"Q. What was the condition you say he was in at the time? A. He was under the influence of intoxicating liquor, to the extent that it impaired his driving."

¶5 Officer Burgess further said that he asked defendant quite a number of questions and was never able to get a direct answer from him.

¶6 On cross-examination witness denied that he acted toward defendant in an overbearing manner or shoved him when he got out of his car. He did not give defendant any manual tests for drunkenness, or a drunkometer tests, and did not remember that defendant demanded such tests. Witness admitted that the charges against defendant had been dismissed by the county judge and county attorney at one time for lack of evidence, and that there had been quite a bit of local newspaper publicity and witness had gotten the case re-filed (about three months later) and the then trial was the result thereof. Witness denied that he had bragged about getting the case re-filed.

¶7 Marvin Duane Collier, radio dispatcher for the highway patrol, testified that he was with officer Burgess when he arrested the defendant. Said he:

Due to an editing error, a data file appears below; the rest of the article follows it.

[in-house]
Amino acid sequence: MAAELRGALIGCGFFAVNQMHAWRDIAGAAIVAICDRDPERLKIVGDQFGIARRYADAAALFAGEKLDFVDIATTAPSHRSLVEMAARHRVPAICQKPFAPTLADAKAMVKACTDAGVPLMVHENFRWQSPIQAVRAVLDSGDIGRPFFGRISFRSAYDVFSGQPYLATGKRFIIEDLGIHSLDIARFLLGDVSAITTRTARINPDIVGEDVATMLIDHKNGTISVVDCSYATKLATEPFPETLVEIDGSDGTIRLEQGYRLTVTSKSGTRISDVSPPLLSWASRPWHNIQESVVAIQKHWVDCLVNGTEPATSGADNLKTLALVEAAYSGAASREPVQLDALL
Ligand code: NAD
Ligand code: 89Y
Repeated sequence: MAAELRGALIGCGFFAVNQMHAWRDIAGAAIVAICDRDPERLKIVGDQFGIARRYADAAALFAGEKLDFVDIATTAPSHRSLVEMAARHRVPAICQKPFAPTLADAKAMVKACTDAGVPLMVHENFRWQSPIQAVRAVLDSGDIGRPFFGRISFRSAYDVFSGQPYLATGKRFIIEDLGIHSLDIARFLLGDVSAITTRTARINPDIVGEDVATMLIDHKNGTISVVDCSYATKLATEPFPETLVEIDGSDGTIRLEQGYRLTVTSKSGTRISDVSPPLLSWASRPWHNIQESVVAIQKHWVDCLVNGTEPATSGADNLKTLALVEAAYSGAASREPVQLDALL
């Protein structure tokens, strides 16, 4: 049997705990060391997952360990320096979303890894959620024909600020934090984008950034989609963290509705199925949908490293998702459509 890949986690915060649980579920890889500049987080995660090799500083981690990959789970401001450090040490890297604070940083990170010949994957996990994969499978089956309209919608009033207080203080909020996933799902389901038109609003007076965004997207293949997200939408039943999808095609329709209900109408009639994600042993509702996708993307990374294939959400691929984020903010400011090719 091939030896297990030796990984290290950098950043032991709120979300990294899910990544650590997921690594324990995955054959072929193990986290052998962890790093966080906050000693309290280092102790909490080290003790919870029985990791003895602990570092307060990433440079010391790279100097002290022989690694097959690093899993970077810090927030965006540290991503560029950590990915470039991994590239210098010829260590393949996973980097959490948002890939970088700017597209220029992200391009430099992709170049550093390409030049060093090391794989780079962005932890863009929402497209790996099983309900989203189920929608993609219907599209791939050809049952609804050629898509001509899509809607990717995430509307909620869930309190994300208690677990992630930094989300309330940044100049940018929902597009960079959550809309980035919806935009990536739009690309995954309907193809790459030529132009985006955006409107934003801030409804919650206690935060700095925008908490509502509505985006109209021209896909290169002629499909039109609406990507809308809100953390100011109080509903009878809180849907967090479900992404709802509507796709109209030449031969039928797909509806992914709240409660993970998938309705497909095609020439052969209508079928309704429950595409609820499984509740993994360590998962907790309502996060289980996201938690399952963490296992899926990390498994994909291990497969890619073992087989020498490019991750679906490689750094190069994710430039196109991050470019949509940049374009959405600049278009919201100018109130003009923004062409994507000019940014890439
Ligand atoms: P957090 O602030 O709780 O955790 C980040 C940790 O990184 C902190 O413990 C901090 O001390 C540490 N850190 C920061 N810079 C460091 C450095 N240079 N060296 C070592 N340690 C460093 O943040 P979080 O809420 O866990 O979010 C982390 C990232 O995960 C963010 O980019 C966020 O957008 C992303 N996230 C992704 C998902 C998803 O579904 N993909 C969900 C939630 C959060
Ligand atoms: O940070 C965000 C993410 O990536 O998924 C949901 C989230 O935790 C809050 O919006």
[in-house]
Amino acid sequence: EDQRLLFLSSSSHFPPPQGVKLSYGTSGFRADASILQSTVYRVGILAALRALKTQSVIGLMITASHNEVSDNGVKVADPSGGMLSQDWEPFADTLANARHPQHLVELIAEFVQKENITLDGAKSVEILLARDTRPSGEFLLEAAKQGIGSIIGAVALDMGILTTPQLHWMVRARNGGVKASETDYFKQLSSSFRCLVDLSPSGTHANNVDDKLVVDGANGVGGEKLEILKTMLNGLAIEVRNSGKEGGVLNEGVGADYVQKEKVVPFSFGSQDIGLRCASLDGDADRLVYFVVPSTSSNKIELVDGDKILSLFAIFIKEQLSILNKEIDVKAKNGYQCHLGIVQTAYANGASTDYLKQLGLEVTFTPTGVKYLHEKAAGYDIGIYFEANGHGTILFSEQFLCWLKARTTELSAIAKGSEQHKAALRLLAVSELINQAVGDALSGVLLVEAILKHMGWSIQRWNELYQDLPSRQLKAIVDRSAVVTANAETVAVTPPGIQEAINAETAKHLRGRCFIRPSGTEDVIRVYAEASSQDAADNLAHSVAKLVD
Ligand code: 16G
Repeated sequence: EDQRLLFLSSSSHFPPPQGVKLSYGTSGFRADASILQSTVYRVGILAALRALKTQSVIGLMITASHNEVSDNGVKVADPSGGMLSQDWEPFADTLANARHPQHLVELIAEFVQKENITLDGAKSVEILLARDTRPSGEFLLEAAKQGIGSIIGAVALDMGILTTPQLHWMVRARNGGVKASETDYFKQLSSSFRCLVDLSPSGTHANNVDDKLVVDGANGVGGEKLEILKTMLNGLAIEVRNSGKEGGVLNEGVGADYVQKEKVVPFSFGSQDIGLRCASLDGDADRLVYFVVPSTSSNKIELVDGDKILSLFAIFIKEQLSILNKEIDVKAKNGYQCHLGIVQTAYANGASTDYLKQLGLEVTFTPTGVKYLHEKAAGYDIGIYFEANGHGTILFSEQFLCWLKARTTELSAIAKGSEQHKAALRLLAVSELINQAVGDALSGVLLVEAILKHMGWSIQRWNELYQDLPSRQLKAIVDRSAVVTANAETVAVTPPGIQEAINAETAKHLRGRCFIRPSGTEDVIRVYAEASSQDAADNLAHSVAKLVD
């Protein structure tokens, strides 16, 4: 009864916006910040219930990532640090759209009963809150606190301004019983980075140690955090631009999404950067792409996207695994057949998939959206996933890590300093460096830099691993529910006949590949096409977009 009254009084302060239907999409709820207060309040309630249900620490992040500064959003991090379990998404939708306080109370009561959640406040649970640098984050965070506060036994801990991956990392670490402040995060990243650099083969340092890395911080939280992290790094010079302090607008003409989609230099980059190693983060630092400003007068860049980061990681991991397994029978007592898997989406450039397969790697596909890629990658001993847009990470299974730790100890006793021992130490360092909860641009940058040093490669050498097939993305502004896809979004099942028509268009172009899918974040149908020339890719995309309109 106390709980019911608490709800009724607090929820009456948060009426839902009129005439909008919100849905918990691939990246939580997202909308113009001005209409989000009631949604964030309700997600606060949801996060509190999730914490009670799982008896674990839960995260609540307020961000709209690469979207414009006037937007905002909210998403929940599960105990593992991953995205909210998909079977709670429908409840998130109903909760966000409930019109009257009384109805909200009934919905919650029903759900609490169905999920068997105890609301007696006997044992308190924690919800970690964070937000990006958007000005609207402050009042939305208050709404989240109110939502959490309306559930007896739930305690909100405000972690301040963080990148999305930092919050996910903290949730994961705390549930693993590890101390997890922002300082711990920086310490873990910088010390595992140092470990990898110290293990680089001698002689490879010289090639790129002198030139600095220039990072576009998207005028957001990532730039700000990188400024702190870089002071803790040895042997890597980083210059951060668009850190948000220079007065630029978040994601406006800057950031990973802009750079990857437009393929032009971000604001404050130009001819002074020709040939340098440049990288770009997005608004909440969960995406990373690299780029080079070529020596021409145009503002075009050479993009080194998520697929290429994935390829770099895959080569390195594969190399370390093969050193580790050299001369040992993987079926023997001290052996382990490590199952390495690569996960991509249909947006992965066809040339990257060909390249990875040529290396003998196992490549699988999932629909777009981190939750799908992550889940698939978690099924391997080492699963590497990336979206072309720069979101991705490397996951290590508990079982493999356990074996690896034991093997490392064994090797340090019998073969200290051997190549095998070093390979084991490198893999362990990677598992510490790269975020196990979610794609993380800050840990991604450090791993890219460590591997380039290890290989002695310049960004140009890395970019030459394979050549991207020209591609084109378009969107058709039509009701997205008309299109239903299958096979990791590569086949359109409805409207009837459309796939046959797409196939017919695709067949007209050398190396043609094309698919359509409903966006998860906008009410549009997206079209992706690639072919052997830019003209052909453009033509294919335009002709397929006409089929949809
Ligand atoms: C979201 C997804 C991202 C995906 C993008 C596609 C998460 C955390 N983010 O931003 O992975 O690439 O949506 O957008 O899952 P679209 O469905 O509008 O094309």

"I observed Mr. Nuttle come on to the highway from the east side. He drove on the wrong side of the highway until he crossed the Black Bear bridge, and between the bridge and the railroad track he forced one car into the curb to keep from hitting him, and we observed in driving he couldn't keep the car on his side of the road. He weaved from one side to the other, and the red light was put on Mr. Nuttle, and he was stopped."

¶8 Witness also said that when officer Burgess asked to see defendant's driver's license that he handed him his Social Security card. Witness remembered defendant talking but could not remember what about. He said defendant was driving about 20 to 30 miles an hour when they stopped him.

¶9 J.W. Wadlow, jailer, testified that in his opinion defendant was under the influence of liquor when placed in jail by officer Burgess. He did not remember whether or not defendant tried to get the officers to give him an intoxication test.